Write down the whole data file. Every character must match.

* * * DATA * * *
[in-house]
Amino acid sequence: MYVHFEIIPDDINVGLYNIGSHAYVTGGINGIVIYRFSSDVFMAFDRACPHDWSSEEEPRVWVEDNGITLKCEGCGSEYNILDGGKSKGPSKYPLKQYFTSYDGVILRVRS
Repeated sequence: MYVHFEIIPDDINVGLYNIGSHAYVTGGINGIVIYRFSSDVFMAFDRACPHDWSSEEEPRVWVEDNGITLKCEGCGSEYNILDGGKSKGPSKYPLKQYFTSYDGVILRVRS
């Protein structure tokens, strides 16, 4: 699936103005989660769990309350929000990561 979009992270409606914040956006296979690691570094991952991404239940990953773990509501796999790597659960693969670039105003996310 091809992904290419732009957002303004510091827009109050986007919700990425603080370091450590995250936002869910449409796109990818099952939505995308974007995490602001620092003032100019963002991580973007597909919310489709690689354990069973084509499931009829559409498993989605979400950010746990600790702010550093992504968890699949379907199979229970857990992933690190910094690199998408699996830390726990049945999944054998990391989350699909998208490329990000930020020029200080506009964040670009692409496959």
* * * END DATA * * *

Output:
[in-house]
Amino acid sequence: MYVHFEIIPDDINVGLYNIGSHAYVTGGINGIVIYRFSSDVFMAFDRACPHDWSSEEEPRVWVEDNGITLKCEGCGSEYNILDGGKSKGPSKYPLKQYFTSYDGVILRVRS
Repeated sequence: MYVHFEIIPDDINVGLYNIGSHAYVTGGINGIVIYRFSSDVFMAFDRACPHDWSSEEEPRVWVEDNGITLKCEGCGSEYNILDGGKSKGPSKYPLKQYFTSYDGVILRVRS
């Protein structure tokens, strides 16, 4: 699936103005989660769990309350929000990561 979009992270409606914040956006296979690691570094991952991404239940990953773990509501796999790597659960693969670039105003996310 091809992904290419732009957002303004510091827009109050986007919700990425603080370091450590995250936002869910449409796109990818099952939505995308974007995490602001620092003032100019963002991580973007597909919310489709690689354990069973084509499931009829559409498993989605979400950010746990600790702010550093992504968890699949379907199979229970857990992933690190910094690199998408699996830390726990049945999944054998990391989350699909998208490329990000930020020029200080506009964040670009692409496959």